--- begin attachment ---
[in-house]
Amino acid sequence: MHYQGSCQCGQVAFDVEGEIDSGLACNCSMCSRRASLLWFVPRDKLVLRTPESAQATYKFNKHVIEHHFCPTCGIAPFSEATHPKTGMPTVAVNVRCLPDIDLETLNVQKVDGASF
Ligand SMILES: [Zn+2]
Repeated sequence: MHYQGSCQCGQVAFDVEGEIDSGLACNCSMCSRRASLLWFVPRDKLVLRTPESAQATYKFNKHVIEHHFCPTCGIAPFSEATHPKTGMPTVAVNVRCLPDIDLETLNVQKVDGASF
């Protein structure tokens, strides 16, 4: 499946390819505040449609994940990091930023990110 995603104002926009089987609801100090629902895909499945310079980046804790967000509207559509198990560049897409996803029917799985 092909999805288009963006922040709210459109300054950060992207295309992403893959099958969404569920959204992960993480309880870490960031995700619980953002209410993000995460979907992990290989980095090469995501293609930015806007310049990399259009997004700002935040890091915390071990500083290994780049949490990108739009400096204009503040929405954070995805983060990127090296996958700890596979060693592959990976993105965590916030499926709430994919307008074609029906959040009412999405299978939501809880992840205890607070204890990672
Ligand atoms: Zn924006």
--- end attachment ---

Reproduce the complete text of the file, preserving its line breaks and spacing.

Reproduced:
[in-house]
Amino acid sequence: MHYQGSCQCGQVAFDVEGEIDSGLACNCSMCSRRASLLWFVPRDKLVLRTPESAQATYKFNKHVIEHHFCPTCGIAPFSEATHPKTGMPTVAVNVRCLPDIDLETLNVQKVDGASF
Ligand SMILES: [Zn+2]
Repeated sequence: MHYQGSCQCGQVAFDVEGEIDSGLACNCSMCSRRASLLWFVPRDKLVLRTPESAQATYKFNKHVIEHHFCPTCGIAPFSEATHPKTGMPTVAVNVRCLPDIDLETLNVQKVDGASF
């Protein structure tokens, strides 16, 4: 499946390819505040449609994940990091930023990110 995603104002926009089987609801100090629902895909499945310079980046804790967000509207559509198990560049897409996803029917799985 092909999805288009963006922040709210459109300054950060992207295309992403893959099958969404569920959204992960993480309880870490960031995700619980953002209410993000995460979907992990290989980095090469995501293609930015806007310049990399259009997004700002935040890091915390071990500083290994780049949490990108739009400096204009503040929405954070995805983060990127090296996958700890596979060693592959990976993105965590916030499926709430994919307008074609029906959040009412999405299978939501809880992840205890607070204890990672
Ligand atoms: Zn924006």